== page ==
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  • Thursday, October 10, 2013 11:41 AM | Clark Kepler (Administrator)
    One of the most amazing organizations that I’m supporting on the Peninsula is the Young Dreamer Network in Redwood City.

    YDN is a teen leadership and service learning program that is empowering high-schoolers around the world to be difference-makers in their communities. Through local and international community service projects, and cultural exchanges with Young Dreamers from various countries, teens learn to make a difference in a way that taps into their own gifts and passions.

    Our Indian Young Dreamers live in Jaipur, Rajasthan in, a slum called Ambedkar Nagar. They come from struggling homes and would not be in school were it not for the scholarships provided by YDN. They all attend a top notch private high school in Jaipur. They’re thrilled to have the opportunity to achieve their potential and pursue their dreams. In addition to working hard in school, the Young Dreamers meet every afternoon to receive tutoring lessons, and engage in community service projects on a monthly basis.

    One of these Young Dreamers is Radha, an 8th grader. She is an enthusiastic, engaged young middle school girl in the India Young Dreamer Chapter. She lives in a small room with her parents and 3 siblings. Radha’s family survives under crushing poverty, typically eating just one meal a day. School is her ticket to a brighter future. She is 13 years old, but behaves as if she were the oldest member of the group by setting an example of hard work and deep confidence in herself. She is determined to succeed. This is her third year in the scholarship program. She is hoping for her scholarship to be extended into her high school years.

    If this program inspires you in some way, you can help teens like Radha achieve their dreams of obtaining a quality education and becoming the leaders and change agents their communities so desperately need with a donation of any amount at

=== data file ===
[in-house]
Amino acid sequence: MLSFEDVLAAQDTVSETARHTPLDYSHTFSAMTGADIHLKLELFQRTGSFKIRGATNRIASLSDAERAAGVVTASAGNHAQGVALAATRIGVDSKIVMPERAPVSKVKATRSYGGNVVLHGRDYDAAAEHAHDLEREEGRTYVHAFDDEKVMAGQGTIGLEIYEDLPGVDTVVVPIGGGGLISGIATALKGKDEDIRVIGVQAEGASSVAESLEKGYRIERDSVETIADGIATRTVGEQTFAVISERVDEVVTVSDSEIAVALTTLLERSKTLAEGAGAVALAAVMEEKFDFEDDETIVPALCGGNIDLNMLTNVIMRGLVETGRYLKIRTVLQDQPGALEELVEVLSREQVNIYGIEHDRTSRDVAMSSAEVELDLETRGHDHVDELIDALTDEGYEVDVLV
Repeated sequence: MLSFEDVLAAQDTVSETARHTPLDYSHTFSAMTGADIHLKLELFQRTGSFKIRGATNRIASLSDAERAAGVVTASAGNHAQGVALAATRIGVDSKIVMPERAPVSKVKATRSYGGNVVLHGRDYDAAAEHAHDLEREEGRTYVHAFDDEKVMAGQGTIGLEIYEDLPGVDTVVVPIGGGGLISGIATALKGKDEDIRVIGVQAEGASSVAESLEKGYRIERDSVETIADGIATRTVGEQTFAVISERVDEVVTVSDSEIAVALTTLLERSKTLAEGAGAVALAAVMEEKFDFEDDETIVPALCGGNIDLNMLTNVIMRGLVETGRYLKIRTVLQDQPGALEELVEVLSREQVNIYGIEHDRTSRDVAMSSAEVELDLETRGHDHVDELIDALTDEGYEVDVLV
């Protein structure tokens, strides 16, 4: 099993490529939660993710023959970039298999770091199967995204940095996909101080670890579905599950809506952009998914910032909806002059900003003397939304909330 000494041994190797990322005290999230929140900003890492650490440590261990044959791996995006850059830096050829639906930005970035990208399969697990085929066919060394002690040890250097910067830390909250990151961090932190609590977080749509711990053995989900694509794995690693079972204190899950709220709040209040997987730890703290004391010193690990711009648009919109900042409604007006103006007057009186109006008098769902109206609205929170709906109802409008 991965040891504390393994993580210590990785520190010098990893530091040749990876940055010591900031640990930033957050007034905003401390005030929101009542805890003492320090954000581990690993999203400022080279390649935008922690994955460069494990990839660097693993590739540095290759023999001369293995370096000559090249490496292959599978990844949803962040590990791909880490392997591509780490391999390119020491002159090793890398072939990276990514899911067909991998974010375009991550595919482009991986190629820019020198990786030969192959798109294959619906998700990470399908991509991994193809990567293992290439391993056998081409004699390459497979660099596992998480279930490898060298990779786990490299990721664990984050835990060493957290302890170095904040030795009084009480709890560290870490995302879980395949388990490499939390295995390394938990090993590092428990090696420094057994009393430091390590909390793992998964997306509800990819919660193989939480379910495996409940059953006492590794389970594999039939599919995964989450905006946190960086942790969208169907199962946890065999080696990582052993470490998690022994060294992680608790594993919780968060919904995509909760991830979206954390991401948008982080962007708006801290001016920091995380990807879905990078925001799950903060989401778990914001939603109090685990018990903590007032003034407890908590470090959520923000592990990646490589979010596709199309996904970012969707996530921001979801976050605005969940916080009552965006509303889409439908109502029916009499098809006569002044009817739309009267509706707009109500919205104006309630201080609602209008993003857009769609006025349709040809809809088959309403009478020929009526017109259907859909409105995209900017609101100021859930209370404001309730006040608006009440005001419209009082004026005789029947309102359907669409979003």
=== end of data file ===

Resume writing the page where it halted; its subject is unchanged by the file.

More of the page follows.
• Tuesday, July 09, 2013 10:36 AM | Clark Kepler (Administrator)
    HTP is one of many regional alliances of independent businesses that works to bring independent businesses together to solve their common challenges and support the movement for local economies. We’ve attracted public support and engaged hundreds of entrepreneurs and community leaders locally.
    But to regenerate local businesses, we'll need more than Buy Local campaigns; we'll need to change public policy. 

    Stacey Mitchell, of the Institute for Local Self-Reliance, recently presented her vision Towards a Localist Policy Agenda, stating that "we must break the power that big corporations have over our livelihoods, our democracy, and our environment by shifting economic activity to locally and cooperatively owned enterprises that are accountable to their communities and operating at a sustainable scale."

  • Tuesday, June 18, 2013 11:24 AM | Clark Kepler (Administrator)


    by Clark Kepler is a social gift-giving service that allows people to send their friends egifts to local businesses. It is the only such service that I've seen that really "gets" the needs of both merchants and shoppers. Yiftee allows small brick & mortar businesses to reach their customers where so many of them are making their buying decisions: on their smart phones. Yiftee makes it easy and convenient for people to “buy local”.

    Easy and convenient for people!

    • Yiftee is a fun way to send someone a brief message and gift.